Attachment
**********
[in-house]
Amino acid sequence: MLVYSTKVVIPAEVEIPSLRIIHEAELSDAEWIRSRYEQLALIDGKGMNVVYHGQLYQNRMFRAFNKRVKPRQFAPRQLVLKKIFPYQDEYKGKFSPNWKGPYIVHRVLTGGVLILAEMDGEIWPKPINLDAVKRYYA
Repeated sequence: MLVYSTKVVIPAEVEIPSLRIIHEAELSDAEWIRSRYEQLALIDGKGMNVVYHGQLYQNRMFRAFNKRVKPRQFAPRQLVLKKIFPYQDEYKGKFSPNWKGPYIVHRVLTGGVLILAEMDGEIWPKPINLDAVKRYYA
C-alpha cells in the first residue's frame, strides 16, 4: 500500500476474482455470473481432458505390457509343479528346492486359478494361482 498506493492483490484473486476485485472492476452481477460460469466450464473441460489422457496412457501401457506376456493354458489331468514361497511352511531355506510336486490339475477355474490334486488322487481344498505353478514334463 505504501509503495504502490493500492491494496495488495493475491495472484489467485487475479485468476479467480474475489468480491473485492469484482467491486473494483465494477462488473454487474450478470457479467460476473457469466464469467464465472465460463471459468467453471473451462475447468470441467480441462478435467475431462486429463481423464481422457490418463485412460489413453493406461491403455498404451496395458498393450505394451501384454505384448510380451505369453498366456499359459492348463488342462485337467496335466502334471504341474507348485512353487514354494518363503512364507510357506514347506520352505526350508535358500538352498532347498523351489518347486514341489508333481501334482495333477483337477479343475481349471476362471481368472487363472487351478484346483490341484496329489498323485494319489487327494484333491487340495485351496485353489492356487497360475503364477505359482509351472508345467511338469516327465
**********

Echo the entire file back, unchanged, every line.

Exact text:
[in-house]
Amino acid sequence: MLVYSTKVVIPAEVEIPSLRIIHEAELSDAEWIRSRYEQLALIDGKGMNVVYHGQLYQNRMFRAFNKRVKPRQFAPRQLVLKKIFPYQDEYKGKFSPNWKGPYIVHRVLTGGVLILAEMDGEIWPKPINLDAVKRYYA
Repeated sequence: MLVYSTKVVIPAEVEIPSLRIIHEAELSDAEWIRSRYEQLALIDGKGMNVVYHGQLYQNRMFRAFNKRVKPRQFAPRQLVLKKIFPYQDEYKGKFSPNWKGPYIVHRVLTGGVLILAEMDGEIWPKPINLDAVKRYYA
C-alpha cells in the first residue's frame, strides 16, 4: 500500500476474482455470473481432458505390457509343479528346492486359478494361482 498506493492483490484473486476485485472492476452481477460460469466450464473441460489422457496412457501401457506376456493354458489331468514361497511352511531355506510336486490339475477355474490334486488322487481344498505353478514334463 505504501509503495504502490493500492491494496495488495493475491495472484489467485487475479485468476479467480474475489468480491473485492469484482467491486473494483465494477462488473454487474450478470457479467460476473457469466464469467464465472465460463471459468467453471473451462475447468470441467480441462478435467475431462486429463481423464481422457490418463485412460489413453493406461491403455498404451496395458498393450505394451501384454505384448510380451505369453498366456499359459492348463488342462485337467496335466502334471504341474507348485512353487514354494518363503512364507510357506514347506520352505526350508535358500538352498532347498523351489518347486514341489508333481501334482495333477483337477479343475481349471476362471481368472487363472487351478484346483490341484496329489498323485494319489487327494484333491487340495485351496485353489492356487497360475503364477505359482509351472508345467511338469516327465